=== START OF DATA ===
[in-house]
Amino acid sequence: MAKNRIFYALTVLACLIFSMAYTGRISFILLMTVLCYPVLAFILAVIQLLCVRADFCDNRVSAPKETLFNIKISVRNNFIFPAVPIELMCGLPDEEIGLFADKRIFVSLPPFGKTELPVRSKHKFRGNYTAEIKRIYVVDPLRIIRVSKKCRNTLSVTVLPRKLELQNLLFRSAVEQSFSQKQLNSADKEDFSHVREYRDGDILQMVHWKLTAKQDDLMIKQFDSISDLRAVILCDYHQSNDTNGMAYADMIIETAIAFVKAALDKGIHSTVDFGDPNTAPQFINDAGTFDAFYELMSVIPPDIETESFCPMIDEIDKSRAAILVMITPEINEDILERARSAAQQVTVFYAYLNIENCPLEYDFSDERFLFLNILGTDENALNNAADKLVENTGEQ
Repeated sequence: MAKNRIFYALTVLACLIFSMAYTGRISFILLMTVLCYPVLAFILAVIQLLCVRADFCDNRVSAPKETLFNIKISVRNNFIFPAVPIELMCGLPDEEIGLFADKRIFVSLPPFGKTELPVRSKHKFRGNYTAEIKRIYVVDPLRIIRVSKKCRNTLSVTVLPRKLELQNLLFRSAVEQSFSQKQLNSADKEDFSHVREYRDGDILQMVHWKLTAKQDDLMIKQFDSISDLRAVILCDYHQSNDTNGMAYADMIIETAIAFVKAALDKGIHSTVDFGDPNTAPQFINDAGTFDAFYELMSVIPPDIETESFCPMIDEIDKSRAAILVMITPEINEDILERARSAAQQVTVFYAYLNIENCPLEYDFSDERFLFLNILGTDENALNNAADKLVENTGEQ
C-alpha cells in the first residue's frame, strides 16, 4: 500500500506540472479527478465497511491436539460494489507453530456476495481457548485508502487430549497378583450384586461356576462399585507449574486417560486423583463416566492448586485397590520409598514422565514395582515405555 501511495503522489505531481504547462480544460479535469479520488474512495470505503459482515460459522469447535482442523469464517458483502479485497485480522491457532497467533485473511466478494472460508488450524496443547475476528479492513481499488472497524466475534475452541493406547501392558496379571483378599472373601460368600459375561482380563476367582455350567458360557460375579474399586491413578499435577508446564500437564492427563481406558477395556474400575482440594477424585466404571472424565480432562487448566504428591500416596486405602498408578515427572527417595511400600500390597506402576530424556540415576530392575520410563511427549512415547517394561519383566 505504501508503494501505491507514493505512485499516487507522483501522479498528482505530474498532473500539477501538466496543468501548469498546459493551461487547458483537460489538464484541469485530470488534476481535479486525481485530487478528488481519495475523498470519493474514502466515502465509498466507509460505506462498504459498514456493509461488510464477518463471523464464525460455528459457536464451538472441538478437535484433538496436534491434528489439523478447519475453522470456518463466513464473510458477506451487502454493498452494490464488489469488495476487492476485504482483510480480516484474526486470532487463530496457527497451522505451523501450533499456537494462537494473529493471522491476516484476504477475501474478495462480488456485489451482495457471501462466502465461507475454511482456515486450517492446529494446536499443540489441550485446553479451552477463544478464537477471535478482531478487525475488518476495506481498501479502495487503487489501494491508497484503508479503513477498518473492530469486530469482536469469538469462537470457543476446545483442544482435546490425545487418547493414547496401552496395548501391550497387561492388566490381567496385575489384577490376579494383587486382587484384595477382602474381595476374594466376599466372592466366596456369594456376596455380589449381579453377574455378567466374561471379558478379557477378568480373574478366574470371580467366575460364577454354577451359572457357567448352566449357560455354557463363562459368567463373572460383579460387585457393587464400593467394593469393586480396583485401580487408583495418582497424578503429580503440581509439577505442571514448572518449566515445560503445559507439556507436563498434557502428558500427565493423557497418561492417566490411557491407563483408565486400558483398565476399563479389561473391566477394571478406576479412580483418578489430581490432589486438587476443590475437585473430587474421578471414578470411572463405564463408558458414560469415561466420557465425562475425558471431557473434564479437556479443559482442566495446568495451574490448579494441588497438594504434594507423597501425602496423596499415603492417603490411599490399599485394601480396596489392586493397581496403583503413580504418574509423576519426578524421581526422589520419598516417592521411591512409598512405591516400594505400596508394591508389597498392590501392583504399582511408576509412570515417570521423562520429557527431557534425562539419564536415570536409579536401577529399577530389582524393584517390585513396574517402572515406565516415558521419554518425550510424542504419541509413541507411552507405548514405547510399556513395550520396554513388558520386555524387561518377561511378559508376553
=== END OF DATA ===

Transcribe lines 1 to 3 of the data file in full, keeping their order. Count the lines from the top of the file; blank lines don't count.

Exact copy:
[in-house]
Amino acid sequence: MAKNRIFYALTVLACLIFSMAYTGRISFILLMTVLCYPVLAFILAVIQLLCVRADFCDNRVSAPKETLFNIKISVRNNFIFPAVPIELMCGLPDEEIGLFADKRIFVSLPPFGKTELPVRSKHKFRGNYTAEIKRIYVVDPLRIIRVSKKCRNTLSVTVLPRKLELQNLLFRSAVEQSFSQKQLNSADKEDFSHVREYRDGDILQMVHWKLTAKQDDLMIKQFDSISDLRAVILCDYHQSNDTNGMAYADMIIETAIAFVKAALDKGIHSTVDFGDPNTAPQFINDAGTFDAFYELMSVIPPDIETESFCPMIDEIDKSRAAILVMITPEINEDILERARSAAQQVTVFYAYLNIENCPLEYDFSDERFLFLNILGTDENALNNAADKLVENTGEQ
Repeated sequence: MAKNRIFYALTVLACLIFSMAYTGRISFILLMTVLCYPVLAFILAVIQLLCVRADFCDNRVSAPKETLFNIKISVRNNFIFPAVPIELMCGLPDEEIGLFADKRIFVSLPPFGKTELPVRSKHKFRGNYTAEIKRIYVVDPLRIIRVSKKCRNTLSVTVLPRKLELQNLLFRSAVEQSFSQKQLNSADKEDFSHVREYRDGDILQMVHWKLTAKQDDLMIKQFDSISDLRAVILCDYHQSNDTNGMAYADMIIETAIAFVKAALDKGIHSTVDFGDPNTAPQFINDAGTFDAFYELMSVIPPDIETESFCPMIDEIDKSRAAILVMITPEINEDILERARSAAQQVTVFYAYLNIENCPLEYDFSDERFLFLNILGTDENALNNAADKLVENTGEQ